Deeper Blue – Hollowed By The Night (self-released)

You may recall a review of previous Deeper Blue single last summer. If you don’t I’ll give a brief catch up. This is a three-person project, based in Japan and the US. They self-describe as “Dreamy instrumental surf・punk・noir orchestration”, which in a sense is a fair summation.

As an aside, in my online chats with Michael from Deeper Blue, it transpires that my likening an aspect of their music to Tiger Army has led to them becoming his favourite band. Interestingly, his friend used to play bass for Tiger Army. Small world, eh? I’m not typically an avid fan of instrumental stuff, or of Tiger Army (obvs those guys have vocals) for that matter, but I’ve come to deeply enjoy what these guys are putting out.

The more I think about it, I think I just associate instrumental music with post-rock, and to me one effects and delay-drenched soundscape sounds much the same as any other. What Deeper Blue manage to do is evoke an atmospheric, cinematic sound that conveys I suppose a sweeping sense of rain-drenched drama; it has that kind of “soundtrack” type feel. As they are creating something of an ongoing story with their music, I’d say they are nailing it. If you have more than a passing fancy for stuff such as Agent Orange, The Deltones and maybe a non-heavy version of Envy without the enraged vocals (I realise that is a pretty broad variety of stuff right there) I’d advise taking a swing at this. Tony of Nurgle rating: 9/10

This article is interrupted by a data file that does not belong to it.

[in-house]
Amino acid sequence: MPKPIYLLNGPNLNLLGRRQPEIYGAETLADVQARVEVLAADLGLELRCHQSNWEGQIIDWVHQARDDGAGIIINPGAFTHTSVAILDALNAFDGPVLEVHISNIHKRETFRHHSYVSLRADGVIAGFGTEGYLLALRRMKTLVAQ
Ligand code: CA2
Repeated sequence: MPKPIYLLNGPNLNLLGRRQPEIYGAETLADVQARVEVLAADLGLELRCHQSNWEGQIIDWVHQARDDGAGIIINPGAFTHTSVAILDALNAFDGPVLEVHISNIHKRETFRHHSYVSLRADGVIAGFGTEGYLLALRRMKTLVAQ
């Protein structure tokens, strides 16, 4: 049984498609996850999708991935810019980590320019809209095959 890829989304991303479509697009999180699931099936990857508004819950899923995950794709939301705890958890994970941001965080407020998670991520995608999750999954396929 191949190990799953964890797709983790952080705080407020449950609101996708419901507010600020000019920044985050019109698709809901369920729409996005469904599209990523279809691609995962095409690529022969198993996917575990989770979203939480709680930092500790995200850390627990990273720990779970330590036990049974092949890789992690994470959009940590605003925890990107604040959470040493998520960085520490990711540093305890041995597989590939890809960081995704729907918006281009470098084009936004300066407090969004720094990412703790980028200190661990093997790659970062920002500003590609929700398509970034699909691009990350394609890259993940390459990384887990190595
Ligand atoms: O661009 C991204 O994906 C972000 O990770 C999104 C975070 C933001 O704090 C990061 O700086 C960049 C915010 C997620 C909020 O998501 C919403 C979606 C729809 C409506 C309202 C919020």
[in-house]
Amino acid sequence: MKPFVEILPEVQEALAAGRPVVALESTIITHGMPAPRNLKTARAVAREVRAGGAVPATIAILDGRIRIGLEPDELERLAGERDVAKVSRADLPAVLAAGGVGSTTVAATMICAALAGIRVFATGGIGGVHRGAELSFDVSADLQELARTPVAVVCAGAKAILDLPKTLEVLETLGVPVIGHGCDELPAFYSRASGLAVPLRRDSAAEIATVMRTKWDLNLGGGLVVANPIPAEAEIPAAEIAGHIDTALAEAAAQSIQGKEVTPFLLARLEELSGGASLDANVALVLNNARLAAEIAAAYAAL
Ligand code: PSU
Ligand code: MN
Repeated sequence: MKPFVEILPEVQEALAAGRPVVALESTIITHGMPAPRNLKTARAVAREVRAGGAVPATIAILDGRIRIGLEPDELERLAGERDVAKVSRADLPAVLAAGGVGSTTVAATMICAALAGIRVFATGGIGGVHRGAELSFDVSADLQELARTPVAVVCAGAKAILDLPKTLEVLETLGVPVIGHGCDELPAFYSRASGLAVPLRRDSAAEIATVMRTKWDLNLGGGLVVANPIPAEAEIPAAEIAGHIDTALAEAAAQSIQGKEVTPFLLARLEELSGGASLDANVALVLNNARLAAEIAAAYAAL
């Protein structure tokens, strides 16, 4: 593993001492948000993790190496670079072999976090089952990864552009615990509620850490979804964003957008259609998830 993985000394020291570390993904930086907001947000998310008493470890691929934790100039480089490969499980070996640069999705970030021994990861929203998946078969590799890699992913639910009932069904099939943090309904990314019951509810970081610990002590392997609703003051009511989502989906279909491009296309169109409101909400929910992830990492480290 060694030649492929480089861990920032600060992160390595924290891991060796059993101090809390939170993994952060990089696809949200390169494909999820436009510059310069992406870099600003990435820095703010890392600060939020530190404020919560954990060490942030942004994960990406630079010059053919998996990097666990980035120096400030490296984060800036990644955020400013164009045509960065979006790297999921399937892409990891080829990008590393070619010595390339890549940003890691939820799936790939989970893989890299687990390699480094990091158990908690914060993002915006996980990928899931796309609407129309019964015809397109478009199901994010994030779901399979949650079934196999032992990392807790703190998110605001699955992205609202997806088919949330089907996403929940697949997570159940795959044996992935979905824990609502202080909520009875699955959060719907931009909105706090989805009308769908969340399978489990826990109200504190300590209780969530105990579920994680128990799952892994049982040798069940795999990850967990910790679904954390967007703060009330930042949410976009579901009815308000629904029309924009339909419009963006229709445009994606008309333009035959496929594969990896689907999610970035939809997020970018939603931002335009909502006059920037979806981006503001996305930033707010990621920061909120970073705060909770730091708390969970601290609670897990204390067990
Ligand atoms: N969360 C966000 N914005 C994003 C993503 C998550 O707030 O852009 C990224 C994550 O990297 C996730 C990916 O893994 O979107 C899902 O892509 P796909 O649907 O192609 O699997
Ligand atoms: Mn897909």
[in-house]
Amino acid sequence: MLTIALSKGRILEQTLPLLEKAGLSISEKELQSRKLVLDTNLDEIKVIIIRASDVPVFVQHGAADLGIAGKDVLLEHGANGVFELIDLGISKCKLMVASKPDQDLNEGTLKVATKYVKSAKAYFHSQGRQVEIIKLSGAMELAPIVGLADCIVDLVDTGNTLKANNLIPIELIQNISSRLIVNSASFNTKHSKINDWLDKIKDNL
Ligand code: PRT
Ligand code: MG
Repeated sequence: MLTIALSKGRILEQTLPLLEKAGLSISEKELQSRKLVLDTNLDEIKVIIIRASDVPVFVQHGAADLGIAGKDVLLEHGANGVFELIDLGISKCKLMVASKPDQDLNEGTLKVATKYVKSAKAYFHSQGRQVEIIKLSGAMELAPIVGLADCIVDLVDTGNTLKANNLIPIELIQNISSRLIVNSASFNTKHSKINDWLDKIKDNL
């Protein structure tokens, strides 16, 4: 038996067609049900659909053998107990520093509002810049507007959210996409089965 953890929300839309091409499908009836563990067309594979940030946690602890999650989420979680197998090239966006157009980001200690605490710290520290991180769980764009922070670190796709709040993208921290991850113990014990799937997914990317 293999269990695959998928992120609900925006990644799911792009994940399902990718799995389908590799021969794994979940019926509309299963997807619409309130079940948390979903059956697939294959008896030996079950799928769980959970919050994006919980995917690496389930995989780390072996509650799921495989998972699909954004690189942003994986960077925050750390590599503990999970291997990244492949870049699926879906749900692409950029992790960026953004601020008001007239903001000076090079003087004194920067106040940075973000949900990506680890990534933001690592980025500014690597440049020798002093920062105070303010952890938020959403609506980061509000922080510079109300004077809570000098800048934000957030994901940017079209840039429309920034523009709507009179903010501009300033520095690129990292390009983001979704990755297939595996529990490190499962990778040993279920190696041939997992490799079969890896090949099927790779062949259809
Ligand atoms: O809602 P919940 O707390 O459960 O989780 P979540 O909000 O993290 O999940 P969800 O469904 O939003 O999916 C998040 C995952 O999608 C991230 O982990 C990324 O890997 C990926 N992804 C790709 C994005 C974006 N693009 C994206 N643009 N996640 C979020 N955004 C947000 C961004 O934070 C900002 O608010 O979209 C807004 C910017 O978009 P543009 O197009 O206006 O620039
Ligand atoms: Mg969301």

KÖRD VÄRLD – Total Distortion E.P. 7in (Kibou Records)

KÖRD VÄRLD are a new band, being birthed unto this squalid planet in 2020. The blurb describes the band as being the bastard offspring of Charlie Claesson (ANTI-CIMEX, PI$$ER, KNIFE FOR AN EYE, THE, BRING THE DRONES, VENGEANCE BY PROXY etc.) and James Domestic (THE DOMESTICS, PI$$ER, CABRO, TOKYO LUNGS, BRING THE DRONES, HAZARD PROFILE etc.). They cite Scandinavian hardcore acts such as Totalitar and US hardcore acts like Poison Idea and Out Cold as being equal influences.